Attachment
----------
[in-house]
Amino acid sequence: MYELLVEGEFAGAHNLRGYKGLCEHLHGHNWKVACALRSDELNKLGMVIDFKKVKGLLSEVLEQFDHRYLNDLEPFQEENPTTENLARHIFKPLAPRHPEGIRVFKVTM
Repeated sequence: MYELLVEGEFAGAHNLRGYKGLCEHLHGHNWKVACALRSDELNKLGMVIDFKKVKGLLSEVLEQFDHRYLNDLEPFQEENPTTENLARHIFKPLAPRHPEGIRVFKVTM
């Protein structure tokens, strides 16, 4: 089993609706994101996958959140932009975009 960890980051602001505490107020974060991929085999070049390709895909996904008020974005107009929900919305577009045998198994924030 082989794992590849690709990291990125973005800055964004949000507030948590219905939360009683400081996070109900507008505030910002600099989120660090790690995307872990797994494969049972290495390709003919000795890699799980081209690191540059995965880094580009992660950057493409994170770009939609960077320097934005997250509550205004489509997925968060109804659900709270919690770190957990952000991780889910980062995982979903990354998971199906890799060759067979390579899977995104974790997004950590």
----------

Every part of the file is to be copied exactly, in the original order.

[in-house]
Amino acid sequence: MYELLVEGEFAGAHNLRGYKGLCEHLHGHNWKVACALRSDELNKLGMVIDFKKVKGLLSEVLEQFDHRYLNDLEPFQEENPTTENLARHIFKPLAPRHPEGIRVFKVTM
Repeated sequence: MYELLVEGEFAGAHNLRGYKGLCEHLHGHNWKVACALRSDELNKLGMVIDFKKVKGLLSEVLEQFDHRYLNDLEPFQEENPTTENLARHIFKPLAPRHPEGIRVFKVTM
């Protein structure tokens, strides 16, 4: 089993609706994101996958959140932009975009 960890980051602001505490107020974060991929085999070049390709895909996904008020974005107009929900919305577009045998198994924030 082989794992590849690709990291990125973005800055964004949000507030948590219905939360009683400081996070109900507008505030910002600099989120660090790690995307872990797994494969049972290495390709003919000795890699799980081209690191540059995965880094580009992660950057493409994170770009939609960077320097934005997250509550205004489509997925968060109804659900709270919690770190957990952000991780889910980062995982979903990354998971199906890799060759067979390579899977995104974790997004950590």